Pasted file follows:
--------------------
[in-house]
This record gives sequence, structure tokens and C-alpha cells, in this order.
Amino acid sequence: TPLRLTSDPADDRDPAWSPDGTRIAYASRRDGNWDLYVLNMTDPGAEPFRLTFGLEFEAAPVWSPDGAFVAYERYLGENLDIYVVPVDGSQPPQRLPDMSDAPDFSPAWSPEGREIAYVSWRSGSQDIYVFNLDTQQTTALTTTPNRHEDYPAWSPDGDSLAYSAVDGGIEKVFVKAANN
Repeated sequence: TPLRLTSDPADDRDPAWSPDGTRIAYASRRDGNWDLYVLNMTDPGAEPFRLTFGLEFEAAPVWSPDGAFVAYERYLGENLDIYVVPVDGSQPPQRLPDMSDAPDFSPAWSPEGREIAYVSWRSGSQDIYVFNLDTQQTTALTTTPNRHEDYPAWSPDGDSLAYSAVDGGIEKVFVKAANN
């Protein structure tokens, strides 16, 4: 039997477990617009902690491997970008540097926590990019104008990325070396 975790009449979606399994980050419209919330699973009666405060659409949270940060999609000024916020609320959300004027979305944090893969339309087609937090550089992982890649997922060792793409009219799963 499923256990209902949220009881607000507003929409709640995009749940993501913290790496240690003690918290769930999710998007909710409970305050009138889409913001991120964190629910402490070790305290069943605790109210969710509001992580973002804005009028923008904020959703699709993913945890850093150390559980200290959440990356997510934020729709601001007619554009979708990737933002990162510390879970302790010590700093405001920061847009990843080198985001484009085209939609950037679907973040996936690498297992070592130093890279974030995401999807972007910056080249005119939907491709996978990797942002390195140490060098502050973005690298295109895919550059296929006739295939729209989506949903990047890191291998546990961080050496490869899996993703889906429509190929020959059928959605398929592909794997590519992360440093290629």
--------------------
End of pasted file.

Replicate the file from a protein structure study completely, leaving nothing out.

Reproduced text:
[in-house]
This record gives sequence, structure tokens and C-alpha cells, in this order.
Amino acid sequence: TPLRLTSDPADDRDPAWSPDGTRIAYASRRDGNWDLYVLNMTDPGAEPFRLTFGLEFEAAPVWSPDGAFVAYERYLGENLDIYVVPVDGSQPPQRLPDMSDAPDFSPAWSPEGREIAYVSWRSGSQDIYVFNLDTQQTTALTTTPNRHEDYPAWSPDGDSLAYSAVDGGIEKVFVKAANN
Repeated sequence: TPLRLTSDPADDRDPAWSPDGTRIAYASRRDGNWDLYVLNMTDPGAEPFRLTFGLEFEAAPVWSPDGAFVAYERYLGENLDIYVVPVDGSQPPQRLPDMSDAPDFSPAWSPEGREIAYVSWRSGSQDIYVFNLDTQQTTALTTTPNRHEDYPAWSPDGDSLAYSAVDGGIEKVFVKAANN
């Protein structure tokens, strides 16, 4: 039997477990617009902690491997970008540097926590990019104008990325070396 975790009449979606399994980050419209919330699973009666405060659409949270940060999609000024916020609320959300004027979305944090893969339309087609937090550089992982890649997922060792793409009219799963 499923256990209902949220009881607000507003929409709640995009749940993501913290790496240690003690918290769930999710998007909710409970305050009138889409913001991120964190629910402490070790305290069943605790109210969710509001992580973002804005009028923008904020959703699709993913945890850093150390559980200290959440990356997510934020729709601001007619554009979708990737933002990162510390879970302790010590700093405001920061847009990843080198985001484009085209939609950037679907973040996936690498297992070592130093890279974030995401999807972007910056080249005119939907491709996978990797942002390195140490060098502050973005690298295109895919550059296929006739295939729209989506949903990047890191291998546990961080050496490869899996993703889906429509190929020959059928959605398929592909794997590519992360440093290629």